At the same time, many investors holding properties off the market will be running out of time. One of the most eye-opening findings of the Lument survey was that nearly all the respondents (90%) said their companies were most likely to be net sellers over the next 12 months. When you add these sellers to those unable to refinance, we are reaching the critical mass needed to restart the market.

The Agencies Step Up

Those investors who can make a convincing case for refinancing, however, face another impediment. Of the $254.6 billion in loans coming due in 2024, $125.4 billion (49%) are held by banks, which have lost some of their appetite for commercial real estate loans following the failures of Silicon Valley Bank and First Republic. According to the Federal Reserve’s November 2023 Senior Loan Officer Opinion Survey, the net percentage of banks tightening (rather than loosening) standards for multifamily loans was 65.5%. And while banks have by no means abandoned the market, multifamily investors can expect wider interest-rate spreads, higher debt-service coverage requirements, and limited interest-only terms.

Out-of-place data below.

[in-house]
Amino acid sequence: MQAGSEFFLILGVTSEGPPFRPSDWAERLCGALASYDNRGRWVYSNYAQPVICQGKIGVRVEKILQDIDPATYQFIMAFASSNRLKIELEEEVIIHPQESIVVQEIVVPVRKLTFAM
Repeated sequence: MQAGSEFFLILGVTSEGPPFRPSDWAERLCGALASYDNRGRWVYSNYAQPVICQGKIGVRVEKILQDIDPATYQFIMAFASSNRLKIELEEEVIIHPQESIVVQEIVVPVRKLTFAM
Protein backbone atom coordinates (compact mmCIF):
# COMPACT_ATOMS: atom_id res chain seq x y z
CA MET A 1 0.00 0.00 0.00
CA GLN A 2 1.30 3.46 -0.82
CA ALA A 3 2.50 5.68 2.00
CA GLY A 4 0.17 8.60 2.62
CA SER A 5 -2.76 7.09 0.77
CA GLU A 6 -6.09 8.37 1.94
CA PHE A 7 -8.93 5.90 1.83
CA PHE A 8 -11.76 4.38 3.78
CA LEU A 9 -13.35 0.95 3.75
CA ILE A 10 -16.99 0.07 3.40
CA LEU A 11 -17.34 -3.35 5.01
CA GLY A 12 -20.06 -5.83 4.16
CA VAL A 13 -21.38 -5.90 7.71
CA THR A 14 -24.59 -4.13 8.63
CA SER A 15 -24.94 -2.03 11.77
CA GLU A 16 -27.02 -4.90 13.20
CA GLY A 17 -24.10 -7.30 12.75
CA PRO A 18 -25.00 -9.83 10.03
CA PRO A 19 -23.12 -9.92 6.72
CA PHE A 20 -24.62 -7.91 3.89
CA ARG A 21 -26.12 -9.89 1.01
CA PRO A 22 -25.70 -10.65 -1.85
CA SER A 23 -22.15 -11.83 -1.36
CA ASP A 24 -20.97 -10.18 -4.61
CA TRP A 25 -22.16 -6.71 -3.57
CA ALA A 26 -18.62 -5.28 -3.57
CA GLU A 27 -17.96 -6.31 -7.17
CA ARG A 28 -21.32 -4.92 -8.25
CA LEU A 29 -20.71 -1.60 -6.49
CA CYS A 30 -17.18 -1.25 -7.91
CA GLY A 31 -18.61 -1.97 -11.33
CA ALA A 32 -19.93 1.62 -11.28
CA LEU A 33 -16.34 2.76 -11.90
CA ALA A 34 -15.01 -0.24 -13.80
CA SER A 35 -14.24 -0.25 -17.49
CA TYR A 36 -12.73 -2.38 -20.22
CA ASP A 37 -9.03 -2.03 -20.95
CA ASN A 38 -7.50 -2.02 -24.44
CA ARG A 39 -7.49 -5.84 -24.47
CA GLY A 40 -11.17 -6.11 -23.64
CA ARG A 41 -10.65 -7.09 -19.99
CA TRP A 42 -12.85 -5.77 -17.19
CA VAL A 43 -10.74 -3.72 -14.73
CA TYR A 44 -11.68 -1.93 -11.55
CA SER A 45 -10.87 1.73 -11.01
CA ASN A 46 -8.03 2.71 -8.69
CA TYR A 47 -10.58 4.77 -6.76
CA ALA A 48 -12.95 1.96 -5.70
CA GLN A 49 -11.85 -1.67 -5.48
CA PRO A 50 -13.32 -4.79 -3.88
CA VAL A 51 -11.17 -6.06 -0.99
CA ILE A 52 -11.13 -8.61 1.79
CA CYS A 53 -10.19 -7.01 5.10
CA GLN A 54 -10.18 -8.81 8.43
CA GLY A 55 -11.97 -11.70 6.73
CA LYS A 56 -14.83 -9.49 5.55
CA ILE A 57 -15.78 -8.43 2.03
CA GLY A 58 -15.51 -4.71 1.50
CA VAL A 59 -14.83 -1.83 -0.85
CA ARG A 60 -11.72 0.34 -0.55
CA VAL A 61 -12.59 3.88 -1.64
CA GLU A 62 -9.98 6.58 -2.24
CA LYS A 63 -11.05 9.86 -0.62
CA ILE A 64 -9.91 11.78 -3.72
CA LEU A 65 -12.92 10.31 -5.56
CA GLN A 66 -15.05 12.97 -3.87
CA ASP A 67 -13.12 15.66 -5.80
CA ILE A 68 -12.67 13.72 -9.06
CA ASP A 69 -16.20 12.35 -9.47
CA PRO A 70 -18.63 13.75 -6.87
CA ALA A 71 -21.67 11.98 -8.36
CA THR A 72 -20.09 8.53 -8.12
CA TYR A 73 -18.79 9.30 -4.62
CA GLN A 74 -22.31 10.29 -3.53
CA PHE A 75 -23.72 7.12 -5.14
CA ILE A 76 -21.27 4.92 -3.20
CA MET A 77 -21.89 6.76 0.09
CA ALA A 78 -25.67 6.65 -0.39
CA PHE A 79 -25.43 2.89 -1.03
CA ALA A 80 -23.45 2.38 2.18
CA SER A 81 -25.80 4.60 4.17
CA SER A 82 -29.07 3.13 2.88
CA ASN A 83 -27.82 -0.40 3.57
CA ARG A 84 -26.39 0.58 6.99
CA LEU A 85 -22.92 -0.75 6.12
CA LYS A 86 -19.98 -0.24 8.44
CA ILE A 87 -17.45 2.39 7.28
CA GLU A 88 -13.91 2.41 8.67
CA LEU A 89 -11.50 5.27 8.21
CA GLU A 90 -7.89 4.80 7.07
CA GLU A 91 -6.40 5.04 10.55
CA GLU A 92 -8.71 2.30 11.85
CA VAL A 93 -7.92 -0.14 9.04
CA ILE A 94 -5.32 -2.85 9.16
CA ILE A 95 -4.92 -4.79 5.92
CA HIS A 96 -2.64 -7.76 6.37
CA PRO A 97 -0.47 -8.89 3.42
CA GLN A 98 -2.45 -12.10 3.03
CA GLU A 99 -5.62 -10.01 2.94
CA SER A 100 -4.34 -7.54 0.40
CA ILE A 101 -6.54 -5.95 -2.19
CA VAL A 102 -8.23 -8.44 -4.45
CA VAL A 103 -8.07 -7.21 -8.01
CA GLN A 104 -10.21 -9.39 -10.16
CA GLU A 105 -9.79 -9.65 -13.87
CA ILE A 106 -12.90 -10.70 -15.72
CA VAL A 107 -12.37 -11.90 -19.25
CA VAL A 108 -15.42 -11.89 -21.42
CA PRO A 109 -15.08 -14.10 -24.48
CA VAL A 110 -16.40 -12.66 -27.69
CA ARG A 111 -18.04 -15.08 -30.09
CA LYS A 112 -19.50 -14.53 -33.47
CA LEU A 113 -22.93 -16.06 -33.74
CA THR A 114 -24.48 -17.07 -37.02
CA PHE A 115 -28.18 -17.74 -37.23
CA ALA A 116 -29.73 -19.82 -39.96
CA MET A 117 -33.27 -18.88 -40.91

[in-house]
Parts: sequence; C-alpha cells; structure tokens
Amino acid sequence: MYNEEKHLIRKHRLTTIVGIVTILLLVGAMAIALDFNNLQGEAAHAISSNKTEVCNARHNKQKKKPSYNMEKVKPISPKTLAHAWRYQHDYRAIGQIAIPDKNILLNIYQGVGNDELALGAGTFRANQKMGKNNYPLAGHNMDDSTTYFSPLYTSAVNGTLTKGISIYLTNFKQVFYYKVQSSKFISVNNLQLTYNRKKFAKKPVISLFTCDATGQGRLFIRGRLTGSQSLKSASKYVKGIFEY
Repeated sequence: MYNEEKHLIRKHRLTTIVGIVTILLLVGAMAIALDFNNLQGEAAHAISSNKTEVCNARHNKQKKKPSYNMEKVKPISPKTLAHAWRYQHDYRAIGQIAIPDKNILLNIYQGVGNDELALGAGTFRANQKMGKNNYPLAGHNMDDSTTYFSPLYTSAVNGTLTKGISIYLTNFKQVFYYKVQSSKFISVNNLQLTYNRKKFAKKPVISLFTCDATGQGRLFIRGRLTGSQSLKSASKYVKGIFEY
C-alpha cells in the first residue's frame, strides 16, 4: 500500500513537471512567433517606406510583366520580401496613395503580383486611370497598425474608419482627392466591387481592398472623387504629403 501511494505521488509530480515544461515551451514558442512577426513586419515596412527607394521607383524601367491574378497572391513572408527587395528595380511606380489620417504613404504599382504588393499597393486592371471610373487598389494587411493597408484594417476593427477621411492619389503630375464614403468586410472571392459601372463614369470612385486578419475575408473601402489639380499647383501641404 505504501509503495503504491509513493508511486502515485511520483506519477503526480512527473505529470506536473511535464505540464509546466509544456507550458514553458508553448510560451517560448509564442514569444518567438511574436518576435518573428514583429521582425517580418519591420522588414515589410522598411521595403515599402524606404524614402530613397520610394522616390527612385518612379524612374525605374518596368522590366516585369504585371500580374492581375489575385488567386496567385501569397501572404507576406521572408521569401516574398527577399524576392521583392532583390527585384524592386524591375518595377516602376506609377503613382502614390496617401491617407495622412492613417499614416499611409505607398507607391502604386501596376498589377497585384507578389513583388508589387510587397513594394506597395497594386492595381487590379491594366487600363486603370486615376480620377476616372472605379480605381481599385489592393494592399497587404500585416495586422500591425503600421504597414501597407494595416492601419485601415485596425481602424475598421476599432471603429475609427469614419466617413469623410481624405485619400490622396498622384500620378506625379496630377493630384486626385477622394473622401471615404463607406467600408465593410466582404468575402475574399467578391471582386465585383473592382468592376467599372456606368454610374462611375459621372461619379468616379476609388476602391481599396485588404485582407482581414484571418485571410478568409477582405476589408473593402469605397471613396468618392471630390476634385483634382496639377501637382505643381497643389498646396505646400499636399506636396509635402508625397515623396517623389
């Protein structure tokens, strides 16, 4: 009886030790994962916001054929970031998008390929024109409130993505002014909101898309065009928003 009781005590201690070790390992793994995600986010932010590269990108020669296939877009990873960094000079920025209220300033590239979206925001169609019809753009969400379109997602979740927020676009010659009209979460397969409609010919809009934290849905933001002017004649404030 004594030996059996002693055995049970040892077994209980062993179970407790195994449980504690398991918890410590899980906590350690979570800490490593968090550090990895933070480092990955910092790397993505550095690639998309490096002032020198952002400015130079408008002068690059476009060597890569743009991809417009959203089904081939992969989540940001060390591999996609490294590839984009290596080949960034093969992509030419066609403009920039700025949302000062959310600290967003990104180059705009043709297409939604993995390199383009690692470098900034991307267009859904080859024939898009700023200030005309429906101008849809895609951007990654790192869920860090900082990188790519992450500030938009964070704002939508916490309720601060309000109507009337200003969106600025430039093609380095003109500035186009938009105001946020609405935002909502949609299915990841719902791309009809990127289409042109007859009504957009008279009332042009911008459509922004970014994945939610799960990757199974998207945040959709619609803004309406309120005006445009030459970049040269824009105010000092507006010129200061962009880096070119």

In response, Fannie Mae and Freddie Mac, whose common mission is to ensure liquidity in the multifamily market, have stepped up and are exploring new approaches. During the first two quarters of 2023, for instance, the agencies offered 35-year amortization to address debt service constraints. While this structure is no longer being offered, Fannie Mae has shown its openness to structuring creative solutions in the future.